Varicose Vein Treatment Options


If you are a varicose vein sufferer, there is a bewildering array of potential treatments available.

Compression Stockings are the traditional way of treating varicose veins and work by compressing your legs to help improve the circulation. The compressing action is particularly noticeable at the ankles and become more loose the further up you go.

The reason for the tightness at the ankles is to prevent the pooling that occurs as a result of the vein valve failure and to encourage the blood to move back towards the heart.

While this treatment can greatly improve your physical comfort, there have been mixed results in clinical trials with regard to their ability to actively prevent varicose veins from forming. This could be due to the fact that many people are unwilling to wear them as they can be uncomfortable and are not the most stylish of leg wear.

All of the following treatments work according to the same basic principle:

When a superficial vein is shut off, the blood supply reroutes to make up for the damaged and now blocked vein.

Sclerotherapy and Foam Sclerotherapy is the injection of a liquid or foam into a vein that promotes the scarring of and eventual closure of the affected vein. The veins are located and mapped using a technique known as Doppler Ultra Sound.

The technique also helps ensure that the sclerotherapy is not going to make the veins worse by injecting into the wrong area. This is a relatively quick and painless procedure that can be done as an out-patient, allowing you to return to work immediately after the treatment.

One of the most radical surgical interventions for varicose veins is Ligation and Stripping. While this cannot be described as major surgery, several weeks of absence from work may be required to recover in order to give your legs the opportunity to heal properly.

Two small incisions of 2 inches/5 centimeters are made, one at the groin and one at the ankle or knee, exposing the affected vein.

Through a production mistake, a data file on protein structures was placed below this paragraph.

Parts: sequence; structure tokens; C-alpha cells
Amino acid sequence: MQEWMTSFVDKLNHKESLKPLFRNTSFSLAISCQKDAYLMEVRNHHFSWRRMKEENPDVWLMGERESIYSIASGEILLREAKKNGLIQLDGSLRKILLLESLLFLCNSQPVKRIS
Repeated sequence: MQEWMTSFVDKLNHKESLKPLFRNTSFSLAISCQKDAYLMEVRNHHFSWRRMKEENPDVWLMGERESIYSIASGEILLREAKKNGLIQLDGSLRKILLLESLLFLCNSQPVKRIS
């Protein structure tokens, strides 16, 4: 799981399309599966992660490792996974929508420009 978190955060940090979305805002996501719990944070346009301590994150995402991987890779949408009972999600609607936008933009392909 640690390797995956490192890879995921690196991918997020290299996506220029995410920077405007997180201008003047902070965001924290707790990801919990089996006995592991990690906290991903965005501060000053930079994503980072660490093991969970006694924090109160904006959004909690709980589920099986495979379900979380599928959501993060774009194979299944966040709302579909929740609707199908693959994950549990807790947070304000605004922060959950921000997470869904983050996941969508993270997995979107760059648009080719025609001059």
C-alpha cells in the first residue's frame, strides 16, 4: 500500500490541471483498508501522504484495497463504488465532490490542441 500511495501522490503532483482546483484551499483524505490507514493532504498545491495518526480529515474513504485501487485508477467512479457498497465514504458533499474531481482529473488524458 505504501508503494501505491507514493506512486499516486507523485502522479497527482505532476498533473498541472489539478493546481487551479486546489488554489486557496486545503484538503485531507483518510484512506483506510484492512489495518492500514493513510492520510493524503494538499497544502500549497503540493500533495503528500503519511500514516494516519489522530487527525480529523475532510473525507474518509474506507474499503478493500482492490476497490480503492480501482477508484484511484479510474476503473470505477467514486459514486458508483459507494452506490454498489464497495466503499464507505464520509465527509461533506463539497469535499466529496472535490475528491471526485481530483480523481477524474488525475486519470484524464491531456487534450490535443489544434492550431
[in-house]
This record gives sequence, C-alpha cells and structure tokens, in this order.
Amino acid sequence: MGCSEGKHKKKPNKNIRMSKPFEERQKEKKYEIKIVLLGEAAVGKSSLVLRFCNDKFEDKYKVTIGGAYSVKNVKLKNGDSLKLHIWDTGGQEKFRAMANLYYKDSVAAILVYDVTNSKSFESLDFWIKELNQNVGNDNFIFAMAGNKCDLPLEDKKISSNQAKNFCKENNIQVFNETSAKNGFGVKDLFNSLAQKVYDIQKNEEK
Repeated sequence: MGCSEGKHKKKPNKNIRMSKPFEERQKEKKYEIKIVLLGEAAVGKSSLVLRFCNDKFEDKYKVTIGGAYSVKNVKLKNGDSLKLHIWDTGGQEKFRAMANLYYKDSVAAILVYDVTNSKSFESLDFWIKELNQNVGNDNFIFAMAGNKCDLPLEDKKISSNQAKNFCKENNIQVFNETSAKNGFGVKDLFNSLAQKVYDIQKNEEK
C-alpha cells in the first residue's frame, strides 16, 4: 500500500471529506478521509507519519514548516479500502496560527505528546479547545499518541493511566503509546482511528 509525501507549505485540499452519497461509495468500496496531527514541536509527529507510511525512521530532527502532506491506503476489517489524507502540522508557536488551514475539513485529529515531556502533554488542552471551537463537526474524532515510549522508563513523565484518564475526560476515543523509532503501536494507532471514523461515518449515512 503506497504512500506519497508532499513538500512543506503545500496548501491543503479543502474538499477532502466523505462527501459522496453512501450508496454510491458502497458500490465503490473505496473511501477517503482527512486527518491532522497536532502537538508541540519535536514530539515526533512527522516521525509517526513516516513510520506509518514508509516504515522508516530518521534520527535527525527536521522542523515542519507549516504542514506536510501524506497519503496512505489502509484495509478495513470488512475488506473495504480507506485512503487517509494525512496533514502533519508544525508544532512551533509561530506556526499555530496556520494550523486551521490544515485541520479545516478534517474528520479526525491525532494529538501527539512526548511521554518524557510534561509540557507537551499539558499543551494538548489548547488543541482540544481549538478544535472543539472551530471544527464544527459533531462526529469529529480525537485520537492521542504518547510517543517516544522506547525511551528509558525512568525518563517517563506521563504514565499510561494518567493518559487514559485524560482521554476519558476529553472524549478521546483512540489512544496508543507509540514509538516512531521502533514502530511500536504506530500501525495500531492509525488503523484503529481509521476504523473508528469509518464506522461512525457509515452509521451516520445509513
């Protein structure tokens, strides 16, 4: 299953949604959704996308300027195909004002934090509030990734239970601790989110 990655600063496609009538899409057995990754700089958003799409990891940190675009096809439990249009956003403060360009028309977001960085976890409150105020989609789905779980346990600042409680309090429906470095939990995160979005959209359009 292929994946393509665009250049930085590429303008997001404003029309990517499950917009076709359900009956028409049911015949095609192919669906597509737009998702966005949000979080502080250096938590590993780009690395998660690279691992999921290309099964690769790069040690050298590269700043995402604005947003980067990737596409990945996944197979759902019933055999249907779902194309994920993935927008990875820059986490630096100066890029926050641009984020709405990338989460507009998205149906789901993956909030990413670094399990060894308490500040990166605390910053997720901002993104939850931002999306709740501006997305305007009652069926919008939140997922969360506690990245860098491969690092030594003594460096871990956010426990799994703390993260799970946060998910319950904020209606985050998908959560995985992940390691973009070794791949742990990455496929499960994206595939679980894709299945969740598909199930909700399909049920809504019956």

This vein is then tied off, cut and stripped from inside the leg. A very thin needle is threaded through the vein to do this. This technique is chiefly used when varicose veins are having a serious effect on mobility, are causing significant pain or have ruptured or bled, rendering the veins unstable.

There are also some newer techniques available however to a certain extent their long term effectiveness is still unknown. Radio frequency Ablation uses heat by radio frequencies. A tiny catheter is heated and placed in the affected part of the leg to cause the vein to collapse and close, working like cauterization to seal the vein shut.

This works quite effectively but the treatment itself can result in some minor and temporary burning to the skin and a sensation of pins and needles.

Endovenous laser treatment (EVLT) also uses a catheter to assist in the process of sealing off the varicose vein, however in this instance, the catheter is used to feed a tiny laser beam through to position it near the very top of the vein. Effectively working down the vein, the laser fires, causing it to seal and closing the vein as it continues.

This is a relatively new technique which is not available everywhere at the moment. It also can be quite expensive but on the positive side it has had some excellent patient feedback as a result of limited side effects and short recovery times.

Phlebectomy is another technique that can be used however this technique is more likely to be used on spider veins rather than minor varicose veins.

For more information on how to treat varicose veins, click here!